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DJAVAD MOWAFAGHIAN CENTRE FOR BRAIN HEALTH ADVANCING BRAIN HEALTH THROUGH RESEARCH AND CARE YEAR IN REVIEW 2017/2018


ENABLING COLLABORATION, ENRICHING THE COMMUNITY A REPORT ON THE FOURTH YEAR OF ACTIVITIES AT THE DJAVAD MOWAFAGHIAN CENTRE FOR BRAIN HEALTH

working clinics

Canada Research Chairs

donor-funded research chairs

students

PhD

6 160 29 4 14 7 107 73 34 active researchers

upcoming faculty hires

donor-funded professorships

MSc


A Message From DR. BRIAN MACVICAR AND DR. JON STOESSL, CO-DIRECTORS OF THE DJAVAD MOWAFAGHIAN CENTRE FOR BRAIN HEALTH If our first three years were about establishing ourselves and fueling growth, this fourth year at the Djavad Mowafaghian Centre for Brain Health has been about embracing our voice and opening up opportunities for dialogue. Whether our researchers are teaching the fundamentals of brain anatomy and injury pathology to sold-out crowds at the HR MacMillan Space Centre, or bringing the origins of modern neuroscience to the Morris and Helen Belkin Art Gallery, or spreading messages in support of funding basic science in Ottawa and at home in our labs, our voice has never been clearer or more recognizable. The Djavad Mowafaghian Centre for Brain Health is a force, and it is changing the future of brain health and basic science in real time. In 2017 we welcomed authors, artists, philosophers, politicians, and colleagues from research centres around the world to interact with us. Our students are reaching new and diverse audiences online and on stage via YouTube, blogs, and podcasting, and presenting their research in unconventional venues, such as art galleries and nightclubs. In a time when funding for research and the future of early career scientists in Canada has never been more uncertain, the urgency of getting the word out about the value of discovery research has driven the most creative among us to find new ways to dispel the mysteries of laboratory science and invite the world in for a peek. We’ve grown, and we are only getting bigger. In 2018 we will welcome four new faculty members into our community, filling our wet labs and research offices. With recent Canada Foundation for Innovation funding, we are well on our way to opening our new imaging facility, which will sport cutting edge technology—construction has already begun on the space within our walls and on infrastructure connecting us more closely to our partners at TRIUMF. Our biobank is bustling, with new staff hired this year to help support research projects connecting clinicians and basic scientists across disciplines. We would not be who we are without our community, and we are grateful for the enduring support of our donors and funding agencies. Together, we are fueling innovations in brain health, treatment, and novel diagnostic and assistive technologies. As we begin our fifth year, we are proud of how much we’ve accomplished, and are looking forward to seeing our brain research community continue to grow.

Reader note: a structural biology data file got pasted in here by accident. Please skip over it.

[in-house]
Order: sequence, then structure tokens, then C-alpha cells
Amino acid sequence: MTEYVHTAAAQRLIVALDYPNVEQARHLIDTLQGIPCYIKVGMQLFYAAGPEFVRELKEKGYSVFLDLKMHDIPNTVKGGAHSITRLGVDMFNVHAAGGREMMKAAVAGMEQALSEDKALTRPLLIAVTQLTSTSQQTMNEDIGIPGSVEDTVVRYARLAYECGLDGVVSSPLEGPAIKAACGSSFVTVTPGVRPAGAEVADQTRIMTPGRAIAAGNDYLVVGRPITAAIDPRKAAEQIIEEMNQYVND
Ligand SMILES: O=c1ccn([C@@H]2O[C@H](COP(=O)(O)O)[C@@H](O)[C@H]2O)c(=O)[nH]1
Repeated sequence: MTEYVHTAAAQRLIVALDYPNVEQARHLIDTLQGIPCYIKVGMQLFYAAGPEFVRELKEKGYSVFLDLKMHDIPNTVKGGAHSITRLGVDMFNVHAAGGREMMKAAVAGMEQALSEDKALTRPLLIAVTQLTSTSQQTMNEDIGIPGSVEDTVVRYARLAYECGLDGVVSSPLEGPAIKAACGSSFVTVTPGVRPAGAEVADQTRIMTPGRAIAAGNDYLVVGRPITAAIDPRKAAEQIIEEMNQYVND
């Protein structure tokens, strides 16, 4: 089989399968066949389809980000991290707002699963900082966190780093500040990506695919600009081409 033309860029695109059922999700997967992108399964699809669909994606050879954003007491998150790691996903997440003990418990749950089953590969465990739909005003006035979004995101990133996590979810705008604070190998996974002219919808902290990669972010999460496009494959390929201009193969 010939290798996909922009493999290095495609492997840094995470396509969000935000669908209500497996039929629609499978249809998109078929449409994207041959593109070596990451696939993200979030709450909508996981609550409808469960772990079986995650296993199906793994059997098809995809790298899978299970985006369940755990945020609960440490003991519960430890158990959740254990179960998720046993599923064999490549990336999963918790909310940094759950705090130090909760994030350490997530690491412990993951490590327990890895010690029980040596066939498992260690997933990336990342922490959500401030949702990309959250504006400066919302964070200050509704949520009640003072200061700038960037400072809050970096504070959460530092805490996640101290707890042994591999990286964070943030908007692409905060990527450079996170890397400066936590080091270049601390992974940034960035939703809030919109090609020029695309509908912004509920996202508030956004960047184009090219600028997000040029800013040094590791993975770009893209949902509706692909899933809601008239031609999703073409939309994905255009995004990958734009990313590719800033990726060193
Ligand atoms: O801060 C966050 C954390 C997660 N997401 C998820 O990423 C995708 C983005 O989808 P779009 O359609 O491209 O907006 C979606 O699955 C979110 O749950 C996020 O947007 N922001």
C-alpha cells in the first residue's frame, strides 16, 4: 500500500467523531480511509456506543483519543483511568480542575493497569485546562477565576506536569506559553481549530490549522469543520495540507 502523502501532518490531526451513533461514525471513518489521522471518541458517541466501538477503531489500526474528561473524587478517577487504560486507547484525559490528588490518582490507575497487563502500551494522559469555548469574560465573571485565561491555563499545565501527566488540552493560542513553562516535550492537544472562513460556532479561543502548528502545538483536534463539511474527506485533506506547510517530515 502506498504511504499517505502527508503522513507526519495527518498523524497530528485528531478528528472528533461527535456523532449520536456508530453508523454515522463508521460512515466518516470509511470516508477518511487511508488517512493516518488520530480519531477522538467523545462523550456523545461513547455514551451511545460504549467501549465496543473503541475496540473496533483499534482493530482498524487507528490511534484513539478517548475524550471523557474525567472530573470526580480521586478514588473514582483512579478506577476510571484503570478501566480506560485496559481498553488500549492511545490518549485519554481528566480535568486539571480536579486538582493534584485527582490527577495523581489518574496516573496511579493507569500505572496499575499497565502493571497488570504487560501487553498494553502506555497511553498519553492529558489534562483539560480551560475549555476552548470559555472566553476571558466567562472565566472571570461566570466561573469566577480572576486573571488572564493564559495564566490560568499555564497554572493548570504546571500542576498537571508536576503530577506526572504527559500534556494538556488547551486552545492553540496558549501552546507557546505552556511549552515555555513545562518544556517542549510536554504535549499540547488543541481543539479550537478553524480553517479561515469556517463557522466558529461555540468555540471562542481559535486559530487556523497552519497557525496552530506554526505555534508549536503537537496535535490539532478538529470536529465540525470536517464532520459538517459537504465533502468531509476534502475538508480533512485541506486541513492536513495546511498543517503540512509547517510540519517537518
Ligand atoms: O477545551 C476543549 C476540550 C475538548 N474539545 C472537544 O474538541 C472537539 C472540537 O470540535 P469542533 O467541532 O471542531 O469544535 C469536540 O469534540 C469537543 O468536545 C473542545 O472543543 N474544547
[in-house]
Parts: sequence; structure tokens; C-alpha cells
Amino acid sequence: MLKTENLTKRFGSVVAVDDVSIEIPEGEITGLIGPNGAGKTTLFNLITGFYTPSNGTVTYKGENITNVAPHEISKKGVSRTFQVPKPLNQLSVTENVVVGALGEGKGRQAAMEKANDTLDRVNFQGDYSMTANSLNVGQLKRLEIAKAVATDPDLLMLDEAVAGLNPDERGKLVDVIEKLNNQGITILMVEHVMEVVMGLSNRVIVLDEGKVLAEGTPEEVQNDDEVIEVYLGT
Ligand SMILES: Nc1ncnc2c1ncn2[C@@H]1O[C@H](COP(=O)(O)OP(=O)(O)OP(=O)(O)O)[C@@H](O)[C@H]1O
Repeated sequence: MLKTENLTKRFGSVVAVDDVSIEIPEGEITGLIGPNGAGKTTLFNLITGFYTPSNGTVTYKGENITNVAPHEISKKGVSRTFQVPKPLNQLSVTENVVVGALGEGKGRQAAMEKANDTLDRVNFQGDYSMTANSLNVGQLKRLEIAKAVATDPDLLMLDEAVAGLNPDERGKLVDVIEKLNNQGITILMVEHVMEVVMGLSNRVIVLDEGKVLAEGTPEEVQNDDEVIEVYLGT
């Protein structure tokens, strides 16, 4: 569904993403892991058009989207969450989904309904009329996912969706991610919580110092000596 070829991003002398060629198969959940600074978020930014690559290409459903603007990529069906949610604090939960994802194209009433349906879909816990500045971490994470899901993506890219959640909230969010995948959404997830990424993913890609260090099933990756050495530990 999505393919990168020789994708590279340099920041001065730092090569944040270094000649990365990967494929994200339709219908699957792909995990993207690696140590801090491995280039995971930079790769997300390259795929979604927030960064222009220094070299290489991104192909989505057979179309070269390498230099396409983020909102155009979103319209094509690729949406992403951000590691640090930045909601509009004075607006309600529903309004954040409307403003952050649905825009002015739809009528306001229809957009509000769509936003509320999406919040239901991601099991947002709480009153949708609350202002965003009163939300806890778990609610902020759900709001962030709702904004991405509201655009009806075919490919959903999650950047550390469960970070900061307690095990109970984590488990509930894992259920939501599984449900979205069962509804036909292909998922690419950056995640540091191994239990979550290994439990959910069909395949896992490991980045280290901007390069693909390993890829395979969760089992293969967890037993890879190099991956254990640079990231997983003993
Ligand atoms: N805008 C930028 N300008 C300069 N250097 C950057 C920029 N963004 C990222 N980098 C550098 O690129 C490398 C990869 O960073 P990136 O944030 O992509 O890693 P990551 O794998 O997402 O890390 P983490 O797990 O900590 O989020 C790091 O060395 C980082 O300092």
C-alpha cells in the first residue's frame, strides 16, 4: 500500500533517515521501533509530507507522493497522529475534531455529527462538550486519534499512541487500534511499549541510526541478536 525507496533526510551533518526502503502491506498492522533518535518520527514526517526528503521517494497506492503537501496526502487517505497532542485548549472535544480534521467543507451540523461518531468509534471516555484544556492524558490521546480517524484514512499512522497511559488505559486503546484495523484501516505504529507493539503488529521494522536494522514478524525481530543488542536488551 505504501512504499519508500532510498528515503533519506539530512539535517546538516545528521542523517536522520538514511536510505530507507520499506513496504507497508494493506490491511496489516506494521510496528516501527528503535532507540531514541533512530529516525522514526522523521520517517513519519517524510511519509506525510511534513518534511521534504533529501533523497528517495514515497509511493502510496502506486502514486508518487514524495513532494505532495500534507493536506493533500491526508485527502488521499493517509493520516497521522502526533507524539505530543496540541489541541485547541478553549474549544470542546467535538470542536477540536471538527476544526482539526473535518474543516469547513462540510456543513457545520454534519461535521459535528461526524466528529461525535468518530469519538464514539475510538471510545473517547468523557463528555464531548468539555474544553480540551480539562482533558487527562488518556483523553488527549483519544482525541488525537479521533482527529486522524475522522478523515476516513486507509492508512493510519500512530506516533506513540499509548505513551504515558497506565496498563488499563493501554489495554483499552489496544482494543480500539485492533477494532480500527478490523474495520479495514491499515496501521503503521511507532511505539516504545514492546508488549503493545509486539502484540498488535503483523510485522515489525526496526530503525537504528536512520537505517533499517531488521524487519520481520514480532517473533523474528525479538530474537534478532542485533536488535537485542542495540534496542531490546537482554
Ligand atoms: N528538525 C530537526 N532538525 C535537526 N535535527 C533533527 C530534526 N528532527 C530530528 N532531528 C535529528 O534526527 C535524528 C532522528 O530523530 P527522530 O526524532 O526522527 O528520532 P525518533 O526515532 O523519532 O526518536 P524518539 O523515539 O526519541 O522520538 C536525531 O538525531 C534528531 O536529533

Dr. Brian MacVicar

6,000 biobank specimens in storage

Dr. Jon Stoessl


BUILDING A HEALTHIER FUTURE—TOGETHER The Djavad Mowafaghian Centre for Brain Health continues to prove that incredible things happen when we work together. The centre’s mandate—to bring together the best in research and care under one roof so we can build a healthier future for British Columbians of all ages—is being realized every day. We see it in the groundbreaking basic research the centre enables. We see it in the clinics, where children, families, and seniors come to receive top-of-the-line care. And we see it in the collaborations that bring together scientists and clinicians to advance the search for cures to devastating brain diseases. This year, we celebrated 20 years of brain health research at UBC—but it is the last four years, with the establishment of the Djavad Mowafaghian Centre for Brain Health, that has truly made UBC the Canadian leader in brain health research and care.